In a key scene from a provocative movie that came out almost thirty years ago, Grand Canyon, featuring Kevin Cline and Danny Glover, the main character, played by Kline, has been to a professional basketball game and veers off the crowded interstate to take a shortcut to get home. Unfortunately, in the process, he soon finds himself in a pretty rough area of town, lost. When he pulls to a stop, the Lexus he’s driving, suddenly stalls. He immediately calls a wrecker service and, while he’s waiting, you see these teenage thug-looking guys come out of the shadows. They see what they’ve found and they’re getting ready to . . . well, we don’t know exactly, because right when they’re going to do some serious damage Danny Glover comes to the rescue. Glover drives up in the wrecker, and, as he steps out to hook up the car, the teenage thugs begin to protest because here they have a guy at their mercy. He drives an expensive car, he’s a well-dressed lawyer, and he appears to be someone who could be carrying a great deal of money. Glover takes the leader of the group aside and announces firmly,
Man, the world ain’t supposed to work like this. Maybe you don’t know that, but this ain’t the way it’s supposed to be. I’m supposed to be able to do my job without asking you if I can. And that dude [referring to Kline] is supposed to be able to wait with his car without you ripping him off. Everything’s supposed to be different than what it is here.
Life the way it’s supposed to be. Danny Glover’s character was referring to a type of moral behavior that we expect from human beings. There seems to be a right way to live.
Of course the question that naturally arises, “Who is it that determines the right way to live?” Historically in our country the majority of people believed there was a divine moral order that governs life, and that God is the moral lawgiver. His moral law is revealed in the Bible and it is from it we determine “the way life is supposed to be.”
However, that has all changed. The Biblical moral standard has been discarded. Our individualistic culture rebels against the idea of living under God’s authority as revealed in the Bible. However, the challenge then becomes how does one come up with their own moral code to live by. You have to come up with something, and it promises to leave you uncertain and conflicted. This is why David Brooks, in a New York Times op-ed piece says that people today are groping to say anything sensible on matters of morality. The reason is because if you do not have an established moral code, you will not have the categories or vocabulary to be able to coherently discuss morality.
A number of years ago, a popular author and speaker, James Sire, was invited to be a guest speaker in a classroom at Kent State University. He addressed this issue of morality and how it is subjective in the eyes of so many. He spoke of how a person’s final authority today is their emotions (how I feel, what I desire, what I like). He spoke of the problems this view of life creates and proposed a biblical view.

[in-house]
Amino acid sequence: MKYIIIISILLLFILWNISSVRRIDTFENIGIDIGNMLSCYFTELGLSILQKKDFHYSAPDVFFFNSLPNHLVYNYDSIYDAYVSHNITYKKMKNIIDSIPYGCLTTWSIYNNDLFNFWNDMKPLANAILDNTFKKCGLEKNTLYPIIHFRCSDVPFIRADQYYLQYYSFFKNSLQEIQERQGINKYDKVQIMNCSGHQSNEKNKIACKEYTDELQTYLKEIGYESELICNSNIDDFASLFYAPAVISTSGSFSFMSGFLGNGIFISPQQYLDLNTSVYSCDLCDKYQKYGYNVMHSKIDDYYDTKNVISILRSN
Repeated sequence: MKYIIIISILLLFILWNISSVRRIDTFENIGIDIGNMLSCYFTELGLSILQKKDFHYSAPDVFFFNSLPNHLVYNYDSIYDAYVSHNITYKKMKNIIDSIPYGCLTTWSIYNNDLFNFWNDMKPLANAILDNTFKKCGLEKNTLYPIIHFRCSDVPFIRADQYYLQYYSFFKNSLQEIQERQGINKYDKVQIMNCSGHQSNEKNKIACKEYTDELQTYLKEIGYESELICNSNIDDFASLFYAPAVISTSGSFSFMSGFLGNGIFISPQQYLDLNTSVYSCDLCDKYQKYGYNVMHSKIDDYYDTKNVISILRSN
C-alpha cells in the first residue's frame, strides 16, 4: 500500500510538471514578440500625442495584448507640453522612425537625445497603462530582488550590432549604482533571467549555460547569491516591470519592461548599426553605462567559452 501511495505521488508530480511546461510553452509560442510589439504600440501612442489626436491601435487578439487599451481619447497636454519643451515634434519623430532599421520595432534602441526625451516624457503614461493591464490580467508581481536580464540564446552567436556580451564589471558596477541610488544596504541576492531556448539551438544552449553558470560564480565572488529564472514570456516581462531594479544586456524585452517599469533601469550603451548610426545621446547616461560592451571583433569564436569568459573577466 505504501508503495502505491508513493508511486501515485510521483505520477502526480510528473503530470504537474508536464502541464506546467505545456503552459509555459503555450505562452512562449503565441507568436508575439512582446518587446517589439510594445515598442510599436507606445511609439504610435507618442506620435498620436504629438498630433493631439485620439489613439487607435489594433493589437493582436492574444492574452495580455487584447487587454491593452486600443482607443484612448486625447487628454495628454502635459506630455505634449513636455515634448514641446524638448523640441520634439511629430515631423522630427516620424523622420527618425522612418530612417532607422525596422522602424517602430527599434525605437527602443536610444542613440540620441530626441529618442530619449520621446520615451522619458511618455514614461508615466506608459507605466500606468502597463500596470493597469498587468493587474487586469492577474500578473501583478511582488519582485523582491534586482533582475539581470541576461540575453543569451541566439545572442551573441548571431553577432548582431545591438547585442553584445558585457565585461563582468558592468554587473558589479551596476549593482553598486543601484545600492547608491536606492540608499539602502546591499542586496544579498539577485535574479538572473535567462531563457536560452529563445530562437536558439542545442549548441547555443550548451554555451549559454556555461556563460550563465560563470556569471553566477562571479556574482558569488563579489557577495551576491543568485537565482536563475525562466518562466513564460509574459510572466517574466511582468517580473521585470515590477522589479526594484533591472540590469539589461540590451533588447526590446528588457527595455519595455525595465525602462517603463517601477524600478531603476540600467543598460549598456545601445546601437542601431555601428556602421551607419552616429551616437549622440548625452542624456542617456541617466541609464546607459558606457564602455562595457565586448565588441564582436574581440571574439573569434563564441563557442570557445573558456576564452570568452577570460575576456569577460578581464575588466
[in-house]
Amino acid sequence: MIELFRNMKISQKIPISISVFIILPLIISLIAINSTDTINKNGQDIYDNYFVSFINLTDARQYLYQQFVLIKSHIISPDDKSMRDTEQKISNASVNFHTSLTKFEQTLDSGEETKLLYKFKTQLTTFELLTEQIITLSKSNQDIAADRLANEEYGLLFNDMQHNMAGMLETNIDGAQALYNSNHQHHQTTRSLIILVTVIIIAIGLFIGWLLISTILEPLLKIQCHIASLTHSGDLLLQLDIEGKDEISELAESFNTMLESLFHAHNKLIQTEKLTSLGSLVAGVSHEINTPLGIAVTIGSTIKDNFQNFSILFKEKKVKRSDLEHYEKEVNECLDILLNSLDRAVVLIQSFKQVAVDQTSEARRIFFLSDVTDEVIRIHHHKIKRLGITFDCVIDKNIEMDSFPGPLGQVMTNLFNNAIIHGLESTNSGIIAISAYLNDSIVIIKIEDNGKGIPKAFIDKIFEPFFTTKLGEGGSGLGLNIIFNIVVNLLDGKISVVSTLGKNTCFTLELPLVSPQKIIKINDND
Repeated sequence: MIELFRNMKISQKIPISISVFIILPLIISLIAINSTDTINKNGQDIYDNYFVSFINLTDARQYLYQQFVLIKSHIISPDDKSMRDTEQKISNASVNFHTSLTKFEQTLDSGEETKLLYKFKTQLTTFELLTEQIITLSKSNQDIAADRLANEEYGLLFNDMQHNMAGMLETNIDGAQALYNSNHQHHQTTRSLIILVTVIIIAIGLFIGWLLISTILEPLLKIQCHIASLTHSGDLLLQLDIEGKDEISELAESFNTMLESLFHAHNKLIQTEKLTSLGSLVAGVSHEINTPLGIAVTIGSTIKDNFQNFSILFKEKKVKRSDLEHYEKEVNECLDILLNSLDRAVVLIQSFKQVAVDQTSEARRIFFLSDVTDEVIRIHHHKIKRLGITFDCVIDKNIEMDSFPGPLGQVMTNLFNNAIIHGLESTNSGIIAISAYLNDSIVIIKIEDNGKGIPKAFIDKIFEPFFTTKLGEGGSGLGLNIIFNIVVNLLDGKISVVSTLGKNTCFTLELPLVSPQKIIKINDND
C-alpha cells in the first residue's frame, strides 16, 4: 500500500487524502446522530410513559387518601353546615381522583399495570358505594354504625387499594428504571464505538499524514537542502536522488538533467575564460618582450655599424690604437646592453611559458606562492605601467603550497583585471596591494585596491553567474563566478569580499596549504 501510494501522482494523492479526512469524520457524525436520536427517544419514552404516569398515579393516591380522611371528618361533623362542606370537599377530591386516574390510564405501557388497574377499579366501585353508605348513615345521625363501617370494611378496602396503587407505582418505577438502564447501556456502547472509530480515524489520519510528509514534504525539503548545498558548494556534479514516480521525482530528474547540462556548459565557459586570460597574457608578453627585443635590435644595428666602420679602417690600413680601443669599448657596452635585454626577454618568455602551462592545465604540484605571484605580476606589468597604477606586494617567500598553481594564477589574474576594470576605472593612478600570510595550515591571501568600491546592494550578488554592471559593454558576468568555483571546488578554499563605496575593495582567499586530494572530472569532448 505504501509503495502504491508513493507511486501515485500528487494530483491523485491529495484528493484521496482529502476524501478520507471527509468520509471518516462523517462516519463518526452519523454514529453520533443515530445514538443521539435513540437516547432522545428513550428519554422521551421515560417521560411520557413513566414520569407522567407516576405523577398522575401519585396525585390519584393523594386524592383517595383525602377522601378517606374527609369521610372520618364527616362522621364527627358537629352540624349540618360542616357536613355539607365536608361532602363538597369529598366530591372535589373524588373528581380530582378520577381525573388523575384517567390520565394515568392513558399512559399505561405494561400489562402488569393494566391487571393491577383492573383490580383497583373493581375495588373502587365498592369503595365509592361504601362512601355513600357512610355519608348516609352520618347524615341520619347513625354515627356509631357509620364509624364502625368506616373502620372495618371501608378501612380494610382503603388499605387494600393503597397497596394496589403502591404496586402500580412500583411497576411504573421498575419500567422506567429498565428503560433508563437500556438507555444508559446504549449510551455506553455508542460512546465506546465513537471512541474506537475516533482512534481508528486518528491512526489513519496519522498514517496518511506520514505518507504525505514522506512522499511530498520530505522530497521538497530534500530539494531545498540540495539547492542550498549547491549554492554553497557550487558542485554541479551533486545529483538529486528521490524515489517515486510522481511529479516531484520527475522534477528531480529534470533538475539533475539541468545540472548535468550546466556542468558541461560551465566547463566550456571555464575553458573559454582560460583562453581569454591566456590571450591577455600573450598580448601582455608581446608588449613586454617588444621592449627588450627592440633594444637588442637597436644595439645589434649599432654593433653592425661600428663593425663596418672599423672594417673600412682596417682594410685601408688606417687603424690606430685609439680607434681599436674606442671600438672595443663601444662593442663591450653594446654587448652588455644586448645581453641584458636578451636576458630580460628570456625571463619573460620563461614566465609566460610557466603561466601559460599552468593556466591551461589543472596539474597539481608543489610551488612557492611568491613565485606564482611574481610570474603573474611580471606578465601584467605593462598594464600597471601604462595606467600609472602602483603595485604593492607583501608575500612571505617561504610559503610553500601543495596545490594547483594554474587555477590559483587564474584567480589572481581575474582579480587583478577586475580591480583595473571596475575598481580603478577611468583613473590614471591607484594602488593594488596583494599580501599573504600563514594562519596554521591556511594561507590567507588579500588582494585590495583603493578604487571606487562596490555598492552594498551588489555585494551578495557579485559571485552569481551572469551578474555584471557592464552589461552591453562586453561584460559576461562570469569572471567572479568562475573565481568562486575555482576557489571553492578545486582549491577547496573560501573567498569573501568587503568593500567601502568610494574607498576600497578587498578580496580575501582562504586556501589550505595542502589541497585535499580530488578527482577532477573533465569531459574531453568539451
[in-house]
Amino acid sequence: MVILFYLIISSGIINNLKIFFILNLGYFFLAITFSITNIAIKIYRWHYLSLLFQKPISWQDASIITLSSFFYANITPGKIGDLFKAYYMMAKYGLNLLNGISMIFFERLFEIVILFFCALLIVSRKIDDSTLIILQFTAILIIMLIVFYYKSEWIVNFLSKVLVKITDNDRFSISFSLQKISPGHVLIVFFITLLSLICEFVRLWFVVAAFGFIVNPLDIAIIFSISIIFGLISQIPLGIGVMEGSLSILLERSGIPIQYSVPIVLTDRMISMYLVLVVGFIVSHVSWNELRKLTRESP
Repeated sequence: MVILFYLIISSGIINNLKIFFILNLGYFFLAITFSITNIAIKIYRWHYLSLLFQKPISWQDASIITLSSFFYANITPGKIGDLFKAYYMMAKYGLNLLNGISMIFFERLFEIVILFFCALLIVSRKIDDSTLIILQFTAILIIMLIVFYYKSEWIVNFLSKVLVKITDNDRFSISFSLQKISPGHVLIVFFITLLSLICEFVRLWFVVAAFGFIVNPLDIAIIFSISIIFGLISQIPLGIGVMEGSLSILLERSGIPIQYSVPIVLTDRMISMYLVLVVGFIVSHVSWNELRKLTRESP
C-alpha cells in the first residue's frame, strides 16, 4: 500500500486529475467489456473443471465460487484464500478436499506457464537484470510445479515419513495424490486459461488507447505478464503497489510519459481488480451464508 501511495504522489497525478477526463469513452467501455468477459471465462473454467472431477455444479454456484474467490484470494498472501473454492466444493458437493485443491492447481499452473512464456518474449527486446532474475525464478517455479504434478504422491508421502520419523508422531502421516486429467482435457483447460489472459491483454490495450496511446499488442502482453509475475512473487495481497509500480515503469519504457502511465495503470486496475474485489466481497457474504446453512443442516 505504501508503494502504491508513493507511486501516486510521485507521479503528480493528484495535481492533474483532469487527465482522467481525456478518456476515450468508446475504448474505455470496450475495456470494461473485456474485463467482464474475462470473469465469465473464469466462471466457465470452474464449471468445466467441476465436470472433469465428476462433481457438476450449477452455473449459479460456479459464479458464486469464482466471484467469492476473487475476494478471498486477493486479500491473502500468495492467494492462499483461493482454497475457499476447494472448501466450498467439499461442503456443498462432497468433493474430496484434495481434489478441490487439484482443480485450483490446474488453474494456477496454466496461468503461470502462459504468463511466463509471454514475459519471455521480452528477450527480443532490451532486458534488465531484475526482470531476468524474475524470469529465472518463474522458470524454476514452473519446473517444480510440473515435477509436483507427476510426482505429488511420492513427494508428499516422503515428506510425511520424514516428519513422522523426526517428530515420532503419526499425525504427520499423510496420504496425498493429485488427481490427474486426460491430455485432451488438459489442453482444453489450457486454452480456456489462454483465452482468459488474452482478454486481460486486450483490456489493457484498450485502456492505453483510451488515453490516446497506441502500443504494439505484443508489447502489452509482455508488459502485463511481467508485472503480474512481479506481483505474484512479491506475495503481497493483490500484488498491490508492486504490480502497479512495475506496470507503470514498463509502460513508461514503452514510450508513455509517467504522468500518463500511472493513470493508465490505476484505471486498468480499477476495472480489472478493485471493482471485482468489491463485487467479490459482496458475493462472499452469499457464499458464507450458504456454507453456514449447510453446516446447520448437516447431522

He then opened the class for questions and said that pandemonium broke out. Students took sides and the classroom became highly charged.
One of the female students said, with no reservation, that she was having an affair with a married man. She remarked:
“I’m a good person. I don’t like the Ten Commandments [though she did say some were okay]. I don’t see anything wrong with sleeping with a married man if it doesn’t hurt anyone.” And then she asked, “Are you trying to tell me I’m immoral?”
From these remarks by this young woman you can see why David Brooks contends that modern people have a hard time saying something sensible about morality.
I think some of the most powerful words about morality come from the research of Guenter Lewy.
An author and political scientist, Lewy has been a faculty member at Columbia University, Smith College, and the University of Massachusetts. Back in the early 1990s, he set out to write a book on why America does not need religion. He saw so many of his conservative colleagues taking the position that religion is foundational to morality and social stability. He intended to prove they were wrong. In his own words, he intended “to make a defense of secular humanism and ethical relativism.” He wanted to prove that they were “damned wrong.” After extensive research, the sheer weight of the evidence caused Lewy to change his mind. Instead, with academic integrity, he ended up writing his book, Why America Needs Religion, arguing that religion, particularly Christianity, leads to lower rates of almost every social pathology— including crime, drug abuse, teenage pregnancy, and family breakdown. He clearly recognized the positive influence Christianity makes on people’s attitudes and intentions. He saw unmistakably how it instills responsibility, moral integrity, compassion, and generosity. Lewy concluded,
Contrary to the expectation of the Enlightenment, freeing individual from the shackles of traditional religion does not result in their moral uplift. To the contrary, the evidence now shows clearly that no society has yet been successful in teaching morality without religion.
Lewy makes a strong argument that biblical morality makes a difference when it is followed out in the real world. The only way to explain the outcome of his research is to recognize that when people’s lives are lined up with the objective structure of God’s moral law, they are happier and healthier, because, this is the way life is supposed to be.